King County Deputy Executive Rhonda Berry, a former Tukwila city administrator, will lead county efforts in partnership with the community to reach the goal of zero youth detention.
In his State of the County address in March, County Executive Dow Constantine announced the creation of a Road Map to Community Safety and Effective Alternatives to Detention. Constantine on Tuesday named Berry to the new role. To ensure the work incorporates science and evidence-based approaches with a lens on the impact of trauma on youth, Berry will lead a multi-agency team in support of the Road Map from a new position at Public Health – Seattle & King County.
Berry will work with the Juvenile Justice Equity Steering Committee, judges, prosecutors, school officials and other organizations to reduce the number of youth in detention as well as racial disparities in the justice system, according to a county media release.
“Rhonda is an effective leader able to bring people together,” Constantine said. “Her extensive experience working with all county and partner agencies that impact youth, her reputation for inclusion and effectiveness, and her established commitment to equity and social justice, will give us the best chance to make the vision of zero youth detention a reality. Her passion for youth and families led her to propose this challenge, and I’m certain she will be relentless in pursuit of our goal of helping young people overcome the pitfalls of youth and the burden of history.”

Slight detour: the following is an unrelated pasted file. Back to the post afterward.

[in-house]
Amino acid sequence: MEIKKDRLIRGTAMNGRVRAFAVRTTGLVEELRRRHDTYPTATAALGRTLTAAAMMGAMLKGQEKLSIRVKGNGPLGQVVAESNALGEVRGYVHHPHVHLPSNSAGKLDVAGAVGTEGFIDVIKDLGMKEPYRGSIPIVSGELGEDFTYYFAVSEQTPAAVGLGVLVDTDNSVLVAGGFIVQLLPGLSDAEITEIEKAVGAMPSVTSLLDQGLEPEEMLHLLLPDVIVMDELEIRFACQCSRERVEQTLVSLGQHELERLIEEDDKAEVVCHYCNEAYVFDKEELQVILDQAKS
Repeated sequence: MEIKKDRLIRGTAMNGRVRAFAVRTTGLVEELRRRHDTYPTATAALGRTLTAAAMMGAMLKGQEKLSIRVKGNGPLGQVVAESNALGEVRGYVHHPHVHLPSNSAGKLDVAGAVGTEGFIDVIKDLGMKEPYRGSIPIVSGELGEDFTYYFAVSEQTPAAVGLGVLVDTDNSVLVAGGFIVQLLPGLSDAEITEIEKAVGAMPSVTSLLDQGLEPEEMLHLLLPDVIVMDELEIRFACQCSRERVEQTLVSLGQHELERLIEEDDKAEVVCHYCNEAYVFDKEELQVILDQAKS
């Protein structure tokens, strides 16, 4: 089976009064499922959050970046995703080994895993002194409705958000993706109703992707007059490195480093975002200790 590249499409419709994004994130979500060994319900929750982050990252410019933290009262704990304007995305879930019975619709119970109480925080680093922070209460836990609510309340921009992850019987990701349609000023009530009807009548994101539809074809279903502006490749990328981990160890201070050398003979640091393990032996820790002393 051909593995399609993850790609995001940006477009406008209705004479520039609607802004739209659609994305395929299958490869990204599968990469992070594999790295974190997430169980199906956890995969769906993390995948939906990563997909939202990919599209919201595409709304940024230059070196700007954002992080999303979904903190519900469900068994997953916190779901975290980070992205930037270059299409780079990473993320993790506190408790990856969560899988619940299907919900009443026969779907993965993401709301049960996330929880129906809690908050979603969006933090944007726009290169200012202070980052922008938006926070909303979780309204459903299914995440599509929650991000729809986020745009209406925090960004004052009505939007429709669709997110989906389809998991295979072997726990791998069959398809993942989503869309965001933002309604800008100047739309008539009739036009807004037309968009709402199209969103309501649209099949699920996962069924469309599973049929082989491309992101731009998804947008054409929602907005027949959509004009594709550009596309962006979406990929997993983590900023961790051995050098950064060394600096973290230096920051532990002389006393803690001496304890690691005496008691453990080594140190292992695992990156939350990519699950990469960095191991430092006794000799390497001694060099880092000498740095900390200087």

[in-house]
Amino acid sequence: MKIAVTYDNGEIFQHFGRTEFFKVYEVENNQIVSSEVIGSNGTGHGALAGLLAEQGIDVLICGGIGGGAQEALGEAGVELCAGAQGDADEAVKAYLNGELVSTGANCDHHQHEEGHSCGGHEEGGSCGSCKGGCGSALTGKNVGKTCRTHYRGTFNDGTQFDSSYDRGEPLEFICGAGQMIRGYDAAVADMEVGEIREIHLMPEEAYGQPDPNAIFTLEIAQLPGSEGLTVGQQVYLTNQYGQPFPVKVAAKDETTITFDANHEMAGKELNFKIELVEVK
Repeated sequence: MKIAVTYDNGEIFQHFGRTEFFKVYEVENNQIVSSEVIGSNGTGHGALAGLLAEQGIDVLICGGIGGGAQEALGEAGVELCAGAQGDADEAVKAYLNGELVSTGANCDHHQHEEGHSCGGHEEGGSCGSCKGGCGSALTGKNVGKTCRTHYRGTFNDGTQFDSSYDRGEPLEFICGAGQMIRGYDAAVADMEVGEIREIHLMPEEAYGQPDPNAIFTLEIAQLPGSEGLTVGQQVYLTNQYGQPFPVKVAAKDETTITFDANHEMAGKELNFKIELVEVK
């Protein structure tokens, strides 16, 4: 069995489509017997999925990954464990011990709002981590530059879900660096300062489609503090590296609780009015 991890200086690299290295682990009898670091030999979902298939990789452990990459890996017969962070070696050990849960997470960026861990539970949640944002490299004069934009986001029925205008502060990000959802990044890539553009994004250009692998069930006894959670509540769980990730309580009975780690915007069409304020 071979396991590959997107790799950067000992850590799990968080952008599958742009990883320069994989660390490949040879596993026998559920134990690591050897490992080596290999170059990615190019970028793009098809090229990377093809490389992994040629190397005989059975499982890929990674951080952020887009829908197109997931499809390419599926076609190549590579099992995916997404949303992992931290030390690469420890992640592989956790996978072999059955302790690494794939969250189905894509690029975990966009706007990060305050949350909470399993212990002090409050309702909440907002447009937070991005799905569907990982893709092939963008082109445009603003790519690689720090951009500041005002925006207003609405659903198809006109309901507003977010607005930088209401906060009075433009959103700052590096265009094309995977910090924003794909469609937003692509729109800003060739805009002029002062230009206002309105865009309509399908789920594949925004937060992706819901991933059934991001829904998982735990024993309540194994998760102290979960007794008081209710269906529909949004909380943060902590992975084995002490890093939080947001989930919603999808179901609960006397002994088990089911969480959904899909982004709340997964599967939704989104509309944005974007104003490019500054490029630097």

For 19 years, Berry worked at the city of Tukwila, including five years as city administrator with responsibility for eight department directors, 315 full-time employees, and a general operating budget of $45 million. Prior to her career with Tukwila, she spent nearly 12 years as a systems engineer for the IBM Corporation.
“There is no greater task than ensuring all our young people have the opportunity to fulfill their potential,” Berry said. “I look forward to hearing from people whose lives have been touched by the justice system and their advocates, as well as those striving to create a safer, more equitable community. Together, we will make great strides towards the goal of zero youth detention.”
“Getting to Zero Youth Detention will be a community effort, and I’m excited that Rhonda Berry will be joining us to bring a prevention-based public health perspective to reach this goal,” said Patty Hayes, director for Public Health – Seattle & King County.
“I look forward to Rhonda’s leadership as we continue to work upstream on prevention and positive development strategies in Best Starts for Kids, so that, ultimately, there is no longer a need for deep end crisis systems such as juvenile detention,” said Adrienne Quinn, director of the Department of Community and Human Services.